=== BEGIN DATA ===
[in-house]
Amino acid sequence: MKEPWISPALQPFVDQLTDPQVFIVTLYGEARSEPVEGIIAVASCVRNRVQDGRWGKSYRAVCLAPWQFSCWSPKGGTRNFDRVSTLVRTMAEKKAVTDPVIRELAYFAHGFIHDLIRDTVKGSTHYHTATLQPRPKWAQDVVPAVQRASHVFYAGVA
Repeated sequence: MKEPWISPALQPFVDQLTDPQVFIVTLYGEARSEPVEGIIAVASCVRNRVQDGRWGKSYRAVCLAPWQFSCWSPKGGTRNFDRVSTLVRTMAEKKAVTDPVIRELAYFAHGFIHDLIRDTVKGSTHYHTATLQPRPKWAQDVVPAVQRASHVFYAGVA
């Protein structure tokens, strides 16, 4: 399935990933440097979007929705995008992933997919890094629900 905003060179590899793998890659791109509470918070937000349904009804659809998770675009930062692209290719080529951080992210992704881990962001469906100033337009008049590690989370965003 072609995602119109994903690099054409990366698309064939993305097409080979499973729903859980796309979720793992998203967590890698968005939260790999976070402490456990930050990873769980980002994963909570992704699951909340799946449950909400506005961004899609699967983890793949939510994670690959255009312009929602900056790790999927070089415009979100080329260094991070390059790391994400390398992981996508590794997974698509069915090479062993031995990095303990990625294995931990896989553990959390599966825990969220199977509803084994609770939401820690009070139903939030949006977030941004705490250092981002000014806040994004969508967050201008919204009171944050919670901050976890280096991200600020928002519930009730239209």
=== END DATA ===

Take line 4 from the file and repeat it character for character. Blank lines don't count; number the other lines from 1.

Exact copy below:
């Protein structure tokens, strides 16, 4: 399935990933440097979007929705995008992933997919890094629900 905003060179590899793998890659791109509470918070937000349904009804659809998770675009930062692209290719080529951080992210992704881990962001469906100033337009008049590690989370965003 072609995602119109994903690099054409990366698309064939993305097409080979499973729903859980796309979720793992998203967590890698968005939260790999976070402490456990930050990873769980980002994963909570992704699951909340799946449950909400506005961004899609699967983890793949939510994670690959255009312009929602900056790790999927070089415009979100080329260094991070390059790391994400390398992981996508590794997974698509069915090479062993031995990095303990990625294995931990896989553990959390599966825990969220199977509803084994609770939401820690009070139903939030949006977030941004705490250092981002000014806040994004969508967050201008919204009171944050919670901050976890280096991200600020928002519930009730239209």